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October 12, 2012

An interview with AMR CEO Horton, Part III (the Oneworld edition)

In part III, AMR chief executive Tom Horton discussed how its Oneworld alliance and joint business agreements across the Atlantic and the Pacific have helped American Airlines grow its revenues.

ST: I know you like to talk about your unit revenue growth compared to the rest of the industry...But you started off at a lower starting point than the rest of the industry if you look at your actual unit revenue.

Horton: But Andrea look, this I think is pretty interesting. [has a couple of PowerPoint slides comparing unit revenue growth] This shows how…this is the first quarter after bankruptcy, and I also have it for the second quarter and it shows ours and the other guys, and what you typically see is that the carrier that has just filed bankruptcy. What you typically see is they underperform the industry. This is the carrier. This is the industry. So United. Huge underperformance. US Airways. Huge underperformance. Delta. Same. Northwest, a little better but they cut a ton of capacity. Look at American. Outperformed the industry in the first quarter. Not by a little but by a good bit. Second quarter. We crushed the industry. And again, customarily that’s not what happens so I think this is a pretty interesting story. And I think it’s worthy of making note of. But I’ll leave that to you, you’re the reporters…And I think it’s not a coincidence guys so maybe a little bit of color on why that is. You know we did do a pretty big configuration of the network focusing on our biggest markets. So we’ve really got all of our network assets dedicated to the five big hubs. It didn’t used to be that way. You know we had something like 8 or 9 percent of our capacity was scattered about. That’s taken some time to take root. But it’s been, it has produced the desired result. We now have the joint business up and running with BA/Iberia across the Atlantic. That is having the desired result and we’re winning corporate accounts with that piece of the business built into it. We’ve got the same thing now up and running across the Pacific with Japan Airlines. Latin America has been a huge success story for our company. We’re growing that part of the business, we’re adding five new destinations this year. And Latin America is just really, really going strong. And you know we do that with our own flying but we also have a great partner down there in LAN. And I would say watch the alliance situation there closely. The biggest alliance…

ST: Have they officially changed their name now?

Horton: LATAM.

ST: They haven’t made a decision yet on which alliance to join, have they?

Horton: Right. You remember LAN was in Oneworld, TAM was in Star. They’re now merged so calling the alliance question. That in my view is the biggest alliance event of the decade so watch that closely.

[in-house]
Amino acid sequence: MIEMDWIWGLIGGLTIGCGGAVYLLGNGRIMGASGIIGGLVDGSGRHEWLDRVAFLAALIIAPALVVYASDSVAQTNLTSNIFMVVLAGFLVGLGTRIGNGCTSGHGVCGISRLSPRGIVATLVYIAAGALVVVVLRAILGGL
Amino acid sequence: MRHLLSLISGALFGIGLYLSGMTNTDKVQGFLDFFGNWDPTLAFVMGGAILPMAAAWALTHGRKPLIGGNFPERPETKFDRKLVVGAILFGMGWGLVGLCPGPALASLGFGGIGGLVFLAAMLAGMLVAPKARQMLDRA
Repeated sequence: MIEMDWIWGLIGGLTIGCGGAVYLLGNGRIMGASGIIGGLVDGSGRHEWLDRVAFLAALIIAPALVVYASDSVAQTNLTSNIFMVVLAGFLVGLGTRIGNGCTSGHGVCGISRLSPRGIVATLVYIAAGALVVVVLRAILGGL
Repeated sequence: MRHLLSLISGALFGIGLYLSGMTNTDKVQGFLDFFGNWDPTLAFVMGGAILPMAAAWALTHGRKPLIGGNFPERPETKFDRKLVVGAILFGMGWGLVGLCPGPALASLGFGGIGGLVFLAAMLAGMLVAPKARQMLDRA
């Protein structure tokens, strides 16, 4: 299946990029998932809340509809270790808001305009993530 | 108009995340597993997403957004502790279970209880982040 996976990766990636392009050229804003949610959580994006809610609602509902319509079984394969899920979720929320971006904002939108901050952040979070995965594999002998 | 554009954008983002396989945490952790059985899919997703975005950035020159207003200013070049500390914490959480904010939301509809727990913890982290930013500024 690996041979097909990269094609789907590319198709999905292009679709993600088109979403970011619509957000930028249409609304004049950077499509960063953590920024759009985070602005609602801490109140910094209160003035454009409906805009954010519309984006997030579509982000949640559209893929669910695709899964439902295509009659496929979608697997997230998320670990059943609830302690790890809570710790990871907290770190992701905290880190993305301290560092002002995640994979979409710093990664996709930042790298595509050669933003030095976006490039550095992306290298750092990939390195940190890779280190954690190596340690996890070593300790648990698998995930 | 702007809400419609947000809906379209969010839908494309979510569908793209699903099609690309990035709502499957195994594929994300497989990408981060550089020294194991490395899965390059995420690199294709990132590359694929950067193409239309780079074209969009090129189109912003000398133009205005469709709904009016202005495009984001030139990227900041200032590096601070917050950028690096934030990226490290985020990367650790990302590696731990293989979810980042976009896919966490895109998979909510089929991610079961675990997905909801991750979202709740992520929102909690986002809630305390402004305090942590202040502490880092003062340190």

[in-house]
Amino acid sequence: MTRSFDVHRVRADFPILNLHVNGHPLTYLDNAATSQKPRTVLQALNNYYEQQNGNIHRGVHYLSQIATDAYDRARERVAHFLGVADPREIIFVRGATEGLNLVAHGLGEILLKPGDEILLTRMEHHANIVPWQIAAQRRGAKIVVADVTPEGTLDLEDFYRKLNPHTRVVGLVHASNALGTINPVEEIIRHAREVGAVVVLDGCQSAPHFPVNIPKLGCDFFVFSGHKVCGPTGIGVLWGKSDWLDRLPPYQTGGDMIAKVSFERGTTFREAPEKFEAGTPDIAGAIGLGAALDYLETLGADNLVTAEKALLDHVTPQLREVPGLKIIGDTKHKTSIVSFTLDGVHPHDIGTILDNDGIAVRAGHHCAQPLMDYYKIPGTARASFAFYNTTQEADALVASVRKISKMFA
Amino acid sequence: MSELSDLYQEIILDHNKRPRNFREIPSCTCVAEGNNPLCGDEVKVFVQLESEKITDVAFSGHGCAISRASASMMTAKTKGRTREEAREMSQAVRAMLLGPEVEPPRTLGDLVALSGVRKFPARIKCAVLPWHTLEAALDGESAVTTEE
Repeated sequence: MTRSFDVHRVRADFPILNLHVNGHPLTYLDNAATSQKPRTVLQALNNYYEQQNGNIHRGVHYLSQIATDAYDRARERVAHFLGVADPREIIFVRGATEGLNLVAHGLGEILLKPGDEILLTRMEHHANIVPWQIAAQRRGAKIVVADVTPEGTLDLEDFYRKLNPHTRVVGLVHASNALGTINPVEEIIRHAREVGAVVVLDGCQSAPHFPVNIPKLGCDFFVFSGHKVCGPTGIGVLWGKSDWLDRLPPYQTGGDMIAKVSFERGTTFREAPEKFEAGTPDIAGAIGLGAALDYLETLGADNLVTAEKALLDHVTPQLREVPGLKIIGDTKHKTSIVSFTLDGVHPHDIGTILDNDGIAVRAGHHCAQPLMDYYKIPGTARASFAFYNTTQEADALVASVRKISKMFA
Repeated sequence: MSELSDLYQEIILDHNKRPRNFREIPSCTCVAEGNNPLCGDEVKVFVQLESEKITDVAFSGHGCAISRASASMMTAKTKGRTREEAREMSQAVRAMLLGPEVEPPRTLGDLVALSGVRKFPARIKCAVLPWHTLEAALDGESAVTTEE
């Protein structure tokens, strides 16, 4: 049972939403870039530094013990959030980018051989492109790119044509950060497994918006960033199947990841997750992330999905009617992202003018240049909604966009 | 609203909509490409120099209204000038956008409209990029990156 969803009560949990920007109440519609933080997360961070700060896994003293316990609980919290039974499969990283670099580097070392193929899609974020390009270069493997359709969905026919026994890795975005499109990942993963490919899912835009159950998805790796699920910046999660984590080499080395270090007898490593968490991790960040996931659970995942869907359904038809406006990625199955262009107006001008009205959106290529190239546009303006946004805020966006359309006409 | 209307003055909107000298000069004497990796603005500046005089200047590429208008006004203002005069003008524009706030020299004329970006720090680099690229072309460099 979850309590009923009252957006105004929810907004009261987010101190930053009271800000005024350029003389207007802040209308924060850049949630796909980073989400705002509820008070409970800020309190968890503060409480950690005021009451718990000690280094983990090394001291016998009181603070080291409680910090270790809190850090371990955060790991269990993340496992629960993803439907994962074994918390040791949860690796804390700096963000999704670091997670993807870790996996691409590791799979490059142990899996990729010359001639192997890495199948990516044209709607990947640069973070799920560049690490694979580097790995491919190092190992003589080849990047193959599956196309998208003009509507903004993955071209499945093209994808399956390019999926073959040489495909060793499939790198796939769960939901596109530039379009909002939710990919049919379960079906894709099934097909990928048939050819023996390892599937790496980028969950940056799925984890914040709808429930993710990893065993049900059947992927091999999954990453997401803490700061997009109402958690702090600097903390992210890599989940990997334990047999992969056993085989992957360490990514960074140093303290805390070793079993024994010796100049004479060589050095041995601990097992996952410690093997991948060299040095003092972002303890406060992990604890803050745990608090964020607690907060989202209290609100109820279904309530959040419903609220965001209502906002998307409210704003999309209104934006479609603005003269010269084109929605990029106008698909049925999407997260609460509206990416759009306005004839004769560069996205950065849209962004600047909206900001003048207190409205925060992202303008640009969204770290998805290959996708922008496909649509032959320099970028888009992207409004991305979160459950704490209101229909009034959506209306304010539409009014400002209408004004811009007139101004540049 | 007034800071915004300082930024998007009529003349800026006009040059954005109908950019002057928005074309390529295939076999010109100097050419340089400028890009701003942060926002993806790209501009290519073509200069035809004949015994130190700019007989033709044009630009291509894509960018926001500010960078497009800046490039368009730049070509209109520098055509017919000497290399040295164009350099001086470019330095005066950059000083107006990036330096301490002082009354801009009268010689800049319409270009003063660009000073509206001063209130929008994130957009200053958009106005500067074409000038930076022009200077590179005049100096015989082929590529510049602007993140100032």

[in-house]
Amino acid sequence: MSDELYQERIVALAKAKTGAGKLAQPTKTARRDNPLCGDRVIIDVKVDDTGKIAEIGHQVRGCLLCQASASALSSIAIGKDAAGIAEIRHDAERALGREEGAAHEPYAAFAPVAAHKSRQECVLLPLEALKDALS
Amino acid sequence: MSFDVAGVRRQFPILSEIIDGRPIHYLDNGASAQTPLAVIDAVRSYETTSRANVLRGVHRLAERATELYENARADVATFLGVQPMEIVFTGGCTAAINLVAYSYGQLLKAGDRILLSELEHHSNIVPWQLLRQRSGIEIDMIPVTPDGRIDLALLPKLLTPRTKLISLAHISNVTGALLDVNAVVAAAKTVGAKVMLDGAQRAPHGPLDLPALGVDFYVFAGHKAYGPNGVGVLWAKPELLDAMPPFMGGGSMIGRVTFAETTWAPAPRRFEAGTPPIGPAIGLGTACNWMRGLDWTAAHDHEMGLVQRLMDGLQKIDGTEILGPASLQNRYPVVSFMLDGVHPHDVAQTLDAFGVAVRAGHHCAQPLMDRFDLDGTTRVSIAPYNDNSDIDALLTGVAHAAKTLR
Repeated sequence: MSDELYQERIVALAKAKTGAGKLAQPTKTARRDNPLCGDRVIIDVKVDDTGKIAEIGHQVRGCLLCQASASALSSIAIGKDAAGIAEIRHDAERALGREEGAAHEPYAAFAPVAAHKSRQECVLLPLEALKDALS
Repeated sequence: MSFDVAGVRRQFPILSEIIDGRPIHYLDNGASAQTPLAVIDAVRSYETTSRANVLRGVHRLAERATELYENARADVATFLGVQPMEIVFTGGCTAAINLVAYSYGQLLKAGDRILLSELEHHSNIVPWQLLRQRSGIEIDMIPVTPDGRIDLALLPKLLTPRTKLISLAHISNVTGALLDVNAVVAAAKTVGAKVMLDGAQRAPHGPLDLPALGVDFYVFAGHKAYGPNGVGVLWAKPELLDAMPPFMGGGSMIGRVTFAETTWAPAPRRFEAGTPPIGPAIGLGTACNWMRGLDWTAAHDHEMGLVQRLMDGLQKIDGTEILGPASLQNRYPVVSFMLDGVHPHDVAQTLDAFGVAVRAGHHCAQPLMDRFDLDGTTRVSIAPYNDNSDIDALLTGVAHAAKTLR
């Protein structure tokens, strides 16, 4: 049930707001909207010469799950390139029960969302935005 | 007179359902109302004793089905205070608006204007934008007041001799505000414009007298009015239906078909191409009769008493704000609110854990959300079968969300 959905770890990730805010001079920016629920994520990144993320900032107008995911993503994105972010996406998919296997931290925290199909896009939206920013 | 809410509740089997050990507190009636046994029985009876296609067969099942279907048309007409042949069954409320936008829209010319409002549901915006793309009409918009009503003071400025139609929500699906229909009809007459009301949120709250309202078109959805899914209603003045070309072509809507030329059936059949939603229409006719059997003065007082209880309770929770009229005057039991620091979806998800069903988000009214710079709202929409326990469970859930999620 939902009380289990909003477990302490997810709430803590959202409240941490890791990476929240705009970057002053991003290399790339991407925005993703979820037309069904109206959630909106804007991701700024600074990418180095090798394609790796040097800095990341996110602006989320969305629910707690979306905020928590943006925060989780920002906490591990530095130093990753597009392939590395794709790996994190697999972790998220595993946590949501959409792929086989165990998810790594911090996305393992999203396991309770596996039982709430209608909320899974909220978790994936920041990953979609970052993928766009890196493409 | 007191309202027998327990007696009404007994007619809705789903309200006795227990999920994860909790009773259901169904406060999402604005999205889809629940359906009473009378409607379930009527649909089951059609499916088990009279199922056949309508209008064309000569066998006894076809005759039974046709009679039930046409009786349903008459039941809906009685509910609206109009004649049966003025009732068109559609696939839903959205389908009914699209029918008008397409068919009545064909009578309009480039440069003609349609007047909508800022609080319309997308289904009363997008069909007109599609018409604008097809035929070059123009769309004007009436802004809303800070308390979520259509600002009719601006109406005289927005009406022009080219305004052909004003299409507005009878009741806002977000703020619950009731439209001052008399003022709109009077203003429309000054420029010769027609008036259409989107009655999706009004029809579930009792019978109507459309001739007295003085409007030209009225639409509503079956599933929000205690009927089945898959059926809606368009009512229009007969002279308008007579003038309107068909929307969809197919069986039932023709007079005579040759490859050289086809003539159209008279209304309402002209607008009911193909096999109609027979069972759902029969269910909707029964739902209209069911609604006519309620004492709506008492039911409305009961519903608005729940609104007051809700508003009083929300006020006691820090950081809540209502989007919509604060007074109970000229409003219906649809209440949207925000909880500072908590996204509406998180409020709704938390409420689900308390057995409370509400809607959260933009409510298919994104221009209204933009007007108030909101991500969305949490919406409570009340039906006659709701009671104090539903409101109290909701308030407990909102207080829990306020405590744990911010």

ST: So when do you think they’re going to make their decision by?

Horton: Soon.

ST: Are you going to go back up to New York for another Oneworld announcement (Horton was there earlier in the week to announce that Qatar Airways was joining Oneworld.)

Horton: (laughs). Well you’ll be the first to know if I do. But I tell you what. That’s a big decision and because of our presence in Latin America which I would argue is one of the, if not the best airline franchise in the world. Because of that, in concert with a great partner in LAN and potentially bigger that ends up, that’s in my view a 20 year strategic advantage.

ST: But when you talk to industry analysts, they say that Oneworld is the weakest of the three airline alliances because it does not have a partner in China. I know you have Cathay Pacific, but Hong Kong, in the analysts’ view, is not as important as Shanghai and Beijing. What is Oneworld doing to try to get into that growing China market? Even in India, your Kingfisher partnership is not looking so great right now.

Horton: Yeah, but nobody’s looking great in India. Tell me the great looking carrier in India. Tell me Star’s good partner. Tell me SkyTeam’s. There isn’t one. Look, everybody has their points of strength. Tell me about Star in Latin America.

ST: But China is bigger.

Horton: Yeah. Latin America. China is a big market. Latin America is a big market where you can make money and bring it home and you can really capitalize on it. China is different. But look, we’ve been growing in China. We now have three flights a day, a few years ago we had no flights a day. So we have Chicago to Beijing and Shanghai. We added LA-Shanghai. So we’re growing our own flying and we have great partners in that part of the world. We don’t have a mainland Chinese partner yet and that’s something we’re obviously focused on on the Oneworld level. I think you should consider that a medium term objective of Oneworld but I think you should also consider that Oneworld was just the first alliance to grab a Middle East carrier.

ST: Speaking of the Qatar Airways announcement…Why did Oneworld choose to go with Qatar as opposed to Emirates Airlines which now flies nonstop from DFW to Dubai and has a long-term alliance partnership with Oneworld member Qantas?